8. Neglecting the base: Trying to go enterprise or branch into another market with excessively different use cases.
The temptation to apply an edtech product to the enterprise space is real. Unfortunately, the workflows and use cases are so disparate between schools and private businesses, that it is exceedingly hard to do this all well within a single product developed. Instead of widening your base of potential customers, you risk diminishing any value in any industry. It can be tempting to take your education tool to the enterprise space, especially industries with substantial capital like pharmaceutical development or energy, but needs to be done highly strategically with a plan to maintain value for the existing customer base. Too often, executive teams start chasing dollars without a methodical plan in place, which almost always leads to scope creep and diminished value for all users. Kahoot! is a prime example –in an attempt to maximize revenue, they fragmented their product strategy away from education into enterprise consumers, weakening the experience for all users.
9. Asking for too many fields on the form
This may sound minor, and not unique to education, but can impact your conversion rate. Unlike in other industries, some of the fields that are of interest to your Sales team may not be known by the buyer completing your forms –like the total number of devices in a district, total number of classrooms, existing technology solutions, etc. Educators are more likely to leave the form to find the answer than other buyers are, and taking them away from the form makes them less likely to complete it (and more likely to discover competitors, run into competing priorities, etc.). If anything, Phase your form fills so the most pertinent contact information is captured on the first page, and you’re still able to follow-up even if they don’t complete subsequent fields.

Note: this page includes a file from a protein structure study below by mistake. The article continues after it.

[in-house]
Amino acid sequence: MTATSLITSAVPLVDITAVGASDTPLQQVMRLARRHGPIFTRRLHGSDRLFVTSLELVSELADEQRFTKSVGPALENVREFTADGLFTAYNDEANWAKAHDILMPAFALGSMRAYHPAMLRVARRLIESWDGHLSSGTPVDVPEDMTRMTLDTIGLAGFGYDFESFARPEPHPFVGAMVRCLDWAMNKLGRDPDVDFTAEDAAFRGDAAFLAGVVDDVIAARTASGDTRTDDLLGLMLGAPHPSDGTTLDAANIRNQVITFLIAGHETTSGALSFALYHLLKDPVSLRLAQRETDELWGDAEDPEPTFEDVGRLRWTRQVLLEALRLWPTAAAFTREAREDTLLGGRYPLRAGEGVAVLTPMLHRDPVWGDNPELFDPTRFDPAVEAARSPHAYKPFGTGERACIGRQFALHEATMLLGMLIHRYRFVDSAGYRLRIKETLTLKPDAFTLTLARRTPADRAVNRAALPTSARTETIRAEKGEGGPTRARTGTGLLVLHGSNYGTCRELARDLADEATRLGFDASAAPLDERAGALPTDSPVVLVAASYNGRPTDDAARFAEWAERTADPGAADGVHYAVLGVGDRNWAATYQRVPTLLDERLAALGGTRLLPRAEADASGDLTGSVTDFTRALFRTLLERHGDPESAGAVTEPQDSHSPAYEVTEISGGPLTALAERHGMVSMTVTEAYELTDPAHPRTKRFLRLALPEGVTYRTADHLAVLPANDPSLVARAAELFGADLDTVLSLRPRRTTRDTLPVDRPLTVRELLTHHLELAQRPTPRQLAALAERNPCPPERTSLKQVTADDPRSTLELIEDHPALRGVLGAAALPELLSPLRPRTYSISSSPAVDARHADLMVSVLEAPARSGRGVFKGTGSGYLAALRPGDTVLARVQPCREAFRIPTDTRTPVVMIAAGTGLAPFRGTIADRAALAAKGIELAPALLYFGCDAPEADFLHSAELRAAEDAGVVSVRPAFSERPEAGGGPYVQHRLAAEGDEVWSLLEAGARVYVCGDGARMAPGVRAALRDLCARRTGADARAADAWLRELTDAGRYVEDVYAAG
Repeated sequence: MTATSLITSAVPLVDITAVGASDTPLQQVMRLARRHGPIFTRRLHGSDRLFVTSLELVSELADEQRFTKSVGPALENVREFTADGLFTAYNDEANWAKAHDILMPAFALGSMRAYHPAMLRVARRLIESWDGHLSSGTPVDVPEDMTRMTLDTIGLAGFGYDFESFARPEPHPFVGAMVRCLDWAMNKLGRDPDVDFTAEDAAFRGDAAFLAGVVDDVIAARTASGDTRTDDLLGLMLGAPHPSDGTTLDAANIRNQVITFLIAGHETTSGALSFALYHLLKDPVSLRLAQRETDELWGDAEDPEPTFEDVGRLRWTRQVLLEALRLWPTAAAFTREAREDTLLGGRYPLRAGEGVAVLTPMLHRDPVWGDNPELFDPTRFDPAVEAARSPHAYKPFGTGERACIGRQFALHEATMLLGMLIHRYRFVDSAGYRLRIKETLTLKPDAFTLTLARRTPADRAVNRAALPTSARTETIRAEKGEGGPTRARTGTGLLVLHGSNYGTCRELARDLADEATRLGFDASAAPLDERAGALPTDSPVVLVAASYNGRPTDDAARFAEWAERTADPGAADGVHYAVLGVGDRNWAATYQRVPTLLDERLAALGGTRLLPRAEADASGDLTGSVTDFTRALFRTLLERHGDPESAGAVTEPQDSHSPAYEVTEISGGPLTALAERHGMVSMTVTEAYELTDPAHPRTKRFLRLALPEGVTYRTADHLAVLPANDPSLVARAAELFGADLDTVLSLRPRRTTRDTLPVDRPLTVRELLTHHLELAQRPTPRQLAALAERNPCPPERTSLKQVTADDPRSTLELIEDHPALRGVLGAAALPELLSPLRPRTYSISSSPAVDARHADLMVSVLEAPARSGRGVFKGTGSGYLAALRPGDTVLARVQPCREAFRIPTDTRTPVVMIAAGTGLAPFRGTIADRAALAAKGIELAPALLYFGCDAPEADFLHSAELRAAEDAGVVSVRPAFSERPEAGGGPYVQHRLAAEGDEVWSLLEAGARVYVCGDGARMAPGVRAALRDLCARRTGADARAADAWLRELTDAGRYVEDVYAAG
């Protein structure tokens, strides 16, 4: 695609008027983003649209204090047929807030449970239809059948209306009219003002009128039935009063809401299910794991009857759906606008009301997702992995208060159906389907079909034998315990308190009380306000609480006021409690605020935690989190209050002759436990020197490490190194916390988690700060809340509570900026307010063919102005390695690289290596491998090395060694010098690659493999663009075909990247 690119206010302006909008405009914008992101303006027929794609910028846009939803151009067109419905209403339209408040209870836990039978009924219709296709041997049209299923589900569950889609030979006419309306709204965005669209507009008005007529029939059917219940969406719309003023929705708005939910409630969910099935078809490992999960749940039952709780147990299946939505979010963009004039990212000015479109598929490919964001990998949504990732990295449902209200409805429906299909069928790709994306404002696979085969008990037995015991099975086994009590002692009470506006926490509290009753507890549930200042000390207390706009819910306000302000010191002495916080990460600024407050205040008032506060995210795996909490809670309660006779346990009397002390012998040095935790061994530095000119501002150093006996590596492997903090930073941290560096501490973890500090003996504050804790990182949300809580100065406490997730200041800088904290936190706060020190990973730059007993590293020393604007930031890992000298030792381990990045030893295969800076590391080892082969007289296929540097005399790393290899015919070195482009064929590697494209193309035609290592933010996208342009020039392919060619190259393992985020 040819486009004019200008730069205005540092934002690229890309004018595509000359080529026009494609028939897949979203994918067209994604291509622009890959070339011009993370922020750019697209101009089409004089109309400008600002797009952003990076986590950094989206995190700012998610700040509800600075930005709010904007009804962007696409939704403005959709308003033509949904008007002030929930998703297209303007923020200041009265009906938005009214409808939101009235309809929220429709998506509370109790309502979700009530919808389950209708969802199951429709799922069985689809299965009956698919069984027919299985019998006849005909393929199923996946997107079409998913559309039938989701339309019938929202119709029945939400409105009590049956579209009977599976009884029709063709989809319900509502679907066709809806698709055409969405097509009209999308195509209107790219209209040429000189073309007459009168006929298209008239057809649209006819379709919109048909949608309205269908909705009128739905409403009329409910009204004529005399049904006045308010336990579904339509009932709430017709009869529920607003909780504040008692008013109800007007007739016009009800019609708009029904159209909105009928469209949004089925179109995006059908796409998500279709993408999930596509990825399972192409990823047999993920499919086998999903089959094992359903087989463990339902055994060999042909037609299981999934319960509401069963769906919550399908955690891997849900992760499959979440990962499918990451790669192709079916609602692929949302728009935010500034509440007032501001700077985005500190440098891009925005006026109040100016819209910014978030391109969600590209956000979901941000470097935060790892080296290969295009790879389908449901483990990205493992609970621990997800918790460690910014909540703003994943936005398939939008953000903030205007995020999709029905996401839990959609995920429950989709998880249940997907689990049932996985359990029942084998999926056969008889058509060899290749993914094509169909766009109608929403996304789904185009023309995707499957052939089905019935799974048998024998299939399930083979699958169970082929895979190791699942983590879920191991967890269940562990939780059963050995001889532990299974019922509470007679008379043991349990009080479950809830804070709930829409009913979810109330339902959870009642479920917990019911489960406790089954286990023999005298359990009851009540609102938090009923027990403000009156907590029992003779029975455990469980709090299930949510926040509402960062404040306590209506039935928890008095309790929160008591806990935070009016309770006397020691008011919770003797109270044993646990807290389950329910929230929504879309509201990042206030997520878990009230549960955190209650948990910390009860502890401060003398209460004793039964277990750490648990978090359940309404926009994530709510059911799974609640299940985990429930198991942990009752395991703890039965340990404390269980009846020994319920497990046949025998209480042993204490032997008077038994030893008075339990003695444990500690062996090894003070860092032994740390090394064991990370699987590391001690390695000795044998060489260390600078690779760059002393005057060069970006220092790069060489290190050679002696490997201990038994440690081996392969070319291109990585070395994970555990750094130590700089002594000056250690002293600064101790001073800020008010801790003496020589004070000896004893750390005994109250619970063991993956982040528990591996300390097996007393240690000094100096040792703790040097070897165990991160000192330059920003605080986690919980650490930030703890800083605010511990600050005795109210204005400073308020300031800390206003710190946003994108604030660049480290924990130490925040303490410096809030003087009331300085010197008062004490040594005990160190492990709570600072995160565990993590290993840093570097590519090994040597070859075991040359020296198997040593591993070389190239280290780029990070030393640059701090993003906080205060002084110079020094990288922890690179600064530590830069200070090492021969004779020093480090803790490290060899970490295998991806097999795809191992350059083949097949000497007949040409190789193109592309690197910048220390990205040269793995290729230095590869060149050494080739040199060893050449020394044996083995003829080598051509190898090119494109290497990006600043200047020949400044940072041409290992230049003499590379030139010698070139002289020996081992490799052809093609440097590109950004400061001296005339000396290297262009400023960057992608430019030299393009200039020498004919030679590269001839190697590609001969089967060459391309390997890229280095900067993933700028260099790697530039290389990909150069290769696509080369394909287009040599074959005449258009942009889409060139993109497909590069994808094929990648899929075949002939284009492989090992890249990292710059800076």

This should also go without saying, but your Sales team should reference all available information about a customer before their call, and only ask for the same information as they completed on the form to confirm the information they have, not as if it’s entirely new information. This emphasis on delivering value on prospecting calls and respecting their time is vital to busy educators.
10.Confusing elementary and secondary schools and buying processes with higher education
The budgeting and buying processes are completely different in K-12 schools than they are at the college level and beyond. While a single product may be relevant in both markets, treating their sales cycles as cohesive is likely to have a marketing team applying B2B practices to a B2C funnel, or vice versa.
Edtech is one of the most rewarding fields I’ve ever worked in. Many of the core marketing principles are even more essential in edtech marketing, while some need to be modified to be relevant. Getting close to your users and incorporating them into your product and content development can make the difference between incremental and exponential growth. Whatever you do, the first step should be to visit schools – it’s the best part of the job, and will spark creative ideas about how to connect with educators.